• As mentioned by aurelius, InfoSec Institute contributing writer, The Metasploit: The Penetration Tester's Guide is one of those books for InfoSec Enthusiasts and IT Security Professionals to have on their bookshelf.
  • Hack This Site: As mentioned on the site, "Hack This Site is a free, safe and legal training ground for hackers to test and expand their hacking skills. More than just another hacker wargames site, [they] are a living, breathing community with many active projects in development, with a vast selection of hacking articles and a huge forum where users can discuss hacking, network security, and just about everything."
  • YouTube: Free Online Penetration Testing and Ethical Hacker Video Course.
  • SecurityTube: Scenario Based Hacking and Penetration Testing.
  • YouTube: Metasploit tool - An introduction video to Metasploit for Penetration Testing.

Ethical Hacking Exercises, Activities and Challenges

  • The Hacker CTF Competition or Challenge are effective exercises. CTF365, for example, offers a training platform to practice the methods real attackers use to penetrate networks and computer systems. Learners use assessment and analysis techniques that work in the real world when a server or computer network is under attack by hackers. CTFs are meant to build on this knowledge to implement defensive techniques that can be used to protect systems.
  • HackerOne's "Hack The World" and also HackMe! Pilot program are activities to test your abilities; each one introduces its own set of security challenges and attacker opportunities. Members join the HackerOne Community and work directly with security teams to "hack on some of the most challenging and rewarding bounty programs in the world." (See: Hack. Learn. Earn.)
  • Ed Skoudis's Monthly Challenges created and managed by Intelguardians are geared towards testing one's hacking skills.
  • ShmooCon Contests are available as part of the annual ShmooCon conference in Washington, DC; the organizers usually sponsor a Hack-or-Halo challenge that involves a number of puzzles and challenges.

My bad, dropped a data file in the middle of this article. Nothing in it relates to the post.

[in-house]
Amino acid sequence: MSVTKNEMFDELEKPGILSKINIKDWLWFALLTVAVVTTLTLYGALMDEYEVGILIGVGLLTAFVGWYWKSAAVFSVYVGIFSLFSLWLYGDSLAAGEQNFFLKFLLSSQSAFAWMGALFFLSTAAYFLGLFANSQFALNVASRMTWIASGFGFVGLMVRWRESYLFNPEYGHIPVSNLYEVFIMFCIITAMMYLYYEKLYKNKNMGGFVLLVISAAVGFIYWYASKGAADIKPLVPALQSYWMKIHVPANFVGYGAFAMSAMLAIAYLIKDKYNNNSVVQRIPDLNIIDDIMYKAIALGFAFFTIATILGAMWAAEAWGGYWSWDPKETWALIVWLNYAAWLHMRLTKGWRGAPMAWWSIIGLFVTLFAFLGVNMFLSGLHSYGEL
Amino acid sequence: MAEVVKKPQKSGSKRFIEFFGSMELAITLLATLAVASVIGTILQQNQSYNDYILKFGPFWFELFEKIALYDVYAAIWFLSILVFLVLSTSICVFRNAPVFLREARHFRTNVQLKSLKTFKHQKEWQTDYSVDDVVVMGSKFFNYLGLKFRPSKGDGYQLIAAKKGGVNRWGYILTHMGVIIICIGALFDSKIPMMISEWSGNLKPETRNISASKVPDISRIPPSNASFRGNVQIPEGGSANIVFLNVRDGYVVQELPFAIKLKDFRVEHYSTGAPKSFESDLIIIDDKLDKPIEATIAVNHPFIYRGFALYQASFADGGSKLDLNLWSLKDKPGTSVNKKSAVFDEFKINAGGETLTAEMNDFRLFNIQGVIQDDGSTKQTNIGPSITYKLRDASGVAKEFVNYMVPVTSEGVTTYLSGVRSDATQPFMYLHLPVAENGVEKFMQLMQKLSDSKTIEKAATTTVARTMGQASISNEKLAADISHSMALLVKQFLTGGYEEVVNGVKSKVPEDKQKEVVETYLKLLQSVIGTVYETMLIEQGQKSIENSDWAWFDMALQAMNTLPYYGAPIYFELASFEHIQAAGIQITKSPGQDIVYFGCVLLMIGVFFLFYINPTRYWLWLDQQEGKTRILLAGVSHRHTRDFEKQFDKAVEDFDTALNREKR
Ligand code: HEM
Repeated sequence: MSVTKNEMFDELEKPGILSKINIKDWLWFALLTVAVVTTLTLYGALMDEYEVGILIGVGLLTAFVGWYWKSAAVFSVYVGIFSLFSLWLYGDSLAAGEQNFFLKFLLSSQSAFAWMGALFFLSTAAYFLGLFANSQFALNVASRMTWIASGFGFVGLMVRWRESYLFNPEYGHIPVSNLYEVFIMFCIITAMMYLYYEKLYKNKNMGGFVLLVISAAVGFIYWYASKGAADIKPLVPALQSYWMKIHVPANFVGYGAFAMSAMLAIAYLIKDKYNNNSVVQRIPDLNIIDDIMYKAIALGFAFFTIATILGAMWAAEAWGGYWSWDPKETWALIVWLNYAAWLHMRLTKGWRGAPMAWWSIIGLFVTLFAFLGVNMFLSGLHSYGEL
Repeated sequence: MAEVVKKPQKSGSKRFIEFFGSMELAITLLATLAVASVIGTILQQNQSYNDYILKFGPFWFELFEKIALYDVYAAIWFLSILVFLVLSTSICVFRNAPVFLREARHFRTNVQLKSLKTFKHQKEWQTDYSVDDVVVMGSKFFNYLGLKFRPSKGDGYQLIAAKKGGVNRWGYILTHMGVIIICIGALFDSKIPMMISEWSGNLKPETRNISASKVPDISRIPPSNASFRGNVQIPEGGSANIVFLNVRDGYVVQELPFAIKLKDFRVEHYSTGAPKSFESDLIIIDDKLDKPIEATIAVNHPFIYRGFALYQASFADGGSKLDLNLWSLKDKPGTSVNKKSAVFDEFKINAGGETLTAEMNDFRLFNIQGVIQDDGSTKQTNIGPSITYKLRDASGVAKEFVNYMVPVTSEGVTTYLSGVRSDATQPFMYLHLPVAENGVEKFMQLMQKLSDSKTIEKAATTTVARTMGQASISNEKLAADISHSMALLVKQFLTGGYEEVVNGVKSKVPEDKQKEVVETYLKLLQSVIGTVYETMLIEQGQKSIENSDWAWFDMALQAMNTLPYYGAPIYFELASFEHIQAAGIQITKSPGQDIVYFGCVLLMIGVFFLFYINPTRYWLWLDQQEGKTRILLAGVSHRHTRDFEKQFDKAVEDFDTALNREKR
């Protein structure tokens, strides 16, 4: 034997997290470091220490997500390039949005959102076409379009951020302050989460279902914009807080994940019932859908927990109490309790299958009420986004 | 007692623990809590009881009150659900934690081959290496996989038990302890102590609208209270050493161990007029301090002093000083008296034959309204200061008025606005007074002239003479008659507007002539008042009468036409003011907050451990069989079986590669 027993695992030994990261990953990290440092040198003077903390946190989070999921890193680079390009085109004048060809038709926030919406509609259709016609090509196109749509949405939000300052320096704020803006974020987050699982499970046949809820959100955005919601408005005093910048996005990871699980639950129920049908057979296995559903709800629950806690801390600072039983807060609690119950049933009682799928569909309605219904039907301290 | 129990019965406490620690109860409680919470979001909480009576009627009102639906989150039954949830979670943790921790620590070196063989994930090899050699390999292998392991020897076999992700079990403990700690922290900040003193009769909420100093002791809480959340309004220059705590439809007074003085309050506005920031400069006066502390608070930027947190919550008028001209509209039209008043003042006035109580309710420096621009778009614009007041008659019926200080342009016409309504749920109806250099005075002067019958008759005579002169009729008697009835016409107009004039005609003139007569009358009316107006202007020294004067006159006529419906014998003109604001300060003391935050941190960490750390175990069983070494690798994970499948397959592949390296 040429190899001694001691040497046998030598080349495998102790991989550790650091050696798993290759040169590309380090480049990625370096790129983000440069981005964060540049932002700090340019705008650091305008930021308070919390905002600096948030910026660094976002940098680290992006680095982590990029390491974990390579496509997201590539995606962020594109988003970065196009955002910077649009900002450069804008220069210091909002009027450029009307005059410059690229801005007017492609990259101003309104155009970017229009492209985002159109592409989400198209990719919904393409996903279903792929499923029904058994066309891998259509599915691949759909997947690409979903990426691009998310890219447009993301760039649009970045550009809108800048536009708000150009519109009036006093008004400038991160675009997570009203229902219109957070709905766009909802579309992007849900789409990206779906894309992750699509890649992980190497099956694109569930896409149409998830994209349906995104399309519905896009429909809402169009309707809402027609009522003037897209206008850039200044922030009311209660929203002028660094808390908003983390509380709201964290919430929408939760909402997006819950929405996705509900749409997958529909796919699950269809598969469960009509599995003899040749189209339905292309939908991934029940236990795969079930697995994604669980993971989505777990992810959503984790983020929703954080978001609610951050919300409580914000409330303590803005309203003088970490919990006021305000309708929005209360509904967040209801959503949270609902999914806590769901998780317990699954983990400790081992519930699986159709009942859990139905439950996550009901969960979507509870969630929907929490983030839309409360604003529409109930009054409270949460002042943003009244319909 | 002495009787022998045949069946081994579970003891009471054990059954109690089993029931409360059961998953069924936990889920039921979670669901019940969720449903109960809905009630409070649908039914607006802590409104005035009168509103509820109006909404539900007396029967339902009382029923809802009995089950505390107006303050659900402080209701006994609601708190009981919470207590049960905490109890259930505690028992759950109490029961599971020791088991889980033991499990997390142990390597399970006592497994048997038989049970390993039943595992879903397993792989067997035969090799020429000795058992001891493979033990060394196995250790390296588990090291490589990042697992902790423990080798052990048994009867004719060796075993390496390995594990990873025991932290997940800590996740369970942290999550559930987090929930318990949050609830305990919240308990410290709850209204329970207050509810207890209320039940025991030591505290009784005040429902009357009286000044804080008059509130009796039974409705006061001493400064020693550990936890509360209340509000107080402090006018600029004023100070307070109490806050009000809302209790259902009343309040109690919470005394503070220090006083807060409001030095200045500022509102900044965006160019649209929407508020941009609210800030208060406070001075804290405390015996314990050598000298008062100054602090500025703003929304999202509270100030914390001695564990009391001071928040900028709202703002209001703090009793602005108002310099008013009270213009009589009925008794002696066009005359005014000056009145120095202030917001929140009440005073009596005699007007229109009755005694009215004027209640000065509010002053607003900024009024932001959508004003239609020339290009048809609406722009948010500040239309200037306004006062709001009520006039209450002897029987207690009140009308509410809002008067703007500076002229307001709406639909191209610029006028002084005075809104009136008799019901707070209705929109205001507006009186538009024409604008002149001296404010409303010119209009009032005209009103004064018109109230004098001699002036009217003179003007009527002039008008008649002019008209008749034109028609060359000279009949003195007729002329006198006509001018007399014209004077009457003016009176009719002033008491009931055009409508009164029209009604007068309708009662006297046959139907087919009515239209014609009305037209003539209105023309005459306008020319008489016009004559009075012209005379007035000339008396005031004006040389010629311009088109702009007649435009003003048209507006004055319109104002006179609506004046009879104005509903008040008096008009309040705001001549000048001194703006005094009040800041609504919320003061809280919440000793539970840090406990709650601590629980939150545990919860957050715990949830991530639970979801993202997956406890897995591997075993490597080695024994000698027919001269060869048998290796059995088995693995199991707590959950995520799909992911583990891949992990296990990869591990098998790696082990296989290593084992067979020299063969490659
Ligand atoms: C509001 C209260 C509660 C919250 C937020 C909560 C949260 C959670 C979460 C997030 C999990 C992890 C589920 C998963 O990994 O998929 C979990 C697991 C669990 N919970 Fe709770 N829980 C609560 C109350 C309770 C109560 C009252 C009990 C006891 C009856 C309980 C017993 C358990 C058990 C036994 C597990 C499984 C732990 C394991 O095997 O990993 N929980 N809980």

• Project KidHack is a youth program that is teaching kids all about information security. It seems it is never too early to learn how to be an ethical hacker or pen tester!


Pen testers can help organizations understand and quantify the risk to their business IT infrastructure and can help them strengthen their defenses by using methods similar to those of hackers that attempt to break into them in the first place.

No doubt, "Penetration testing has come of age," as they are on every CISO's to-do list, believes Vivek Chudgar, Director of FireEye Labs (APAC). Professionals in the field are in demand today, and their services are requested by managers of companies of different size and industry.

Becoming a pen tester requires having the right balance of technical knowledge and practical experience. This mix can be gained not only through formal education but also through hands-on training, participation in conferences, interaction in groups of professional in the field and a number of online resources that can be used to keep skills current and sharp.


Chudgar, V. (2014, May 7). Penetration Testing Has Come Of Age – How To Take Your Security Program To The Next Level. Retrieved from

EC-Council. (n.d.). Licensed Penetration Tester (Master) Credential. Retrieved from

eLearnSecurity. (n.d.). Certification -
eCPPT. Retrieved from

Engebretson, P. (2011). The Basics of Hacking and Penetration Testing: Ethical Hacking and Penetration Testing Made Easy. Elsevier Inc. ScienceDirect Journal.


FromDev, S. (2013, February 28). 6 Best Hacking Books You Must Read to be a Hacker. Retrieved from

FromDev, S. (2014, September 17). 100+ Free Hacking Tools To Become Powerful Hacker. Retrieved from

Geer, D. (2015, July 7). 8 penetration testing tools that will do the job. Retrieved from

GIAC. (n.d.). Get Certified: Roadmap. Retrieved from

Help Net Security. (2013, September 9). How important is penetration testing? Retrieved from

InfoSec Institute. (n.d.). Advanced Ethical Hacking: Expert Penetration Testing. Retrieved from

Rasch, M. (2013, November 26). Legal Issues in Penetration Testing. Retrieved from

SANS Institute. (n.d.). Penetration Testing Courses. Retrieved from

Schneier, B. (2007, May 15). Is Penetration Testing Worth it? Retrieved from

The Ethical Hacker Network. (n.d.). Community Forums - Network Pen Testing. Retrieved from

Tutorials Point (I) Pvt. Ltd. (n.d.). Types of Penetration Testing. Retrieved from

Verma, E. (2015, February 17). Which is best between CEH & CPT Certification for a lucrative career graph? Retrieved from

What should you learn next?

What should you learn next?

From SOC Analyst to Secure Coder to Security Manager — our team of experts has 12 free training plans to help you hit your goals. Get your free copy now.

Willis, C. (2014, September 16). The Five W's of Penetration Testing. Retrieved from

Daniel Brecht
Daniel Brecht

Daniel Brecht has been writing for the Web since 2007. His interests include computers, mobile devices and cyber security standards. He has enjoyed writing on a variety of topics ranging from cloud computing to application development, web development and e-commerce. Brecht has several years of experience as an Information Technician in the military and as an education counselor. He holds a graduate Certificate in Information Assurance and a Master of Science in Information Technology.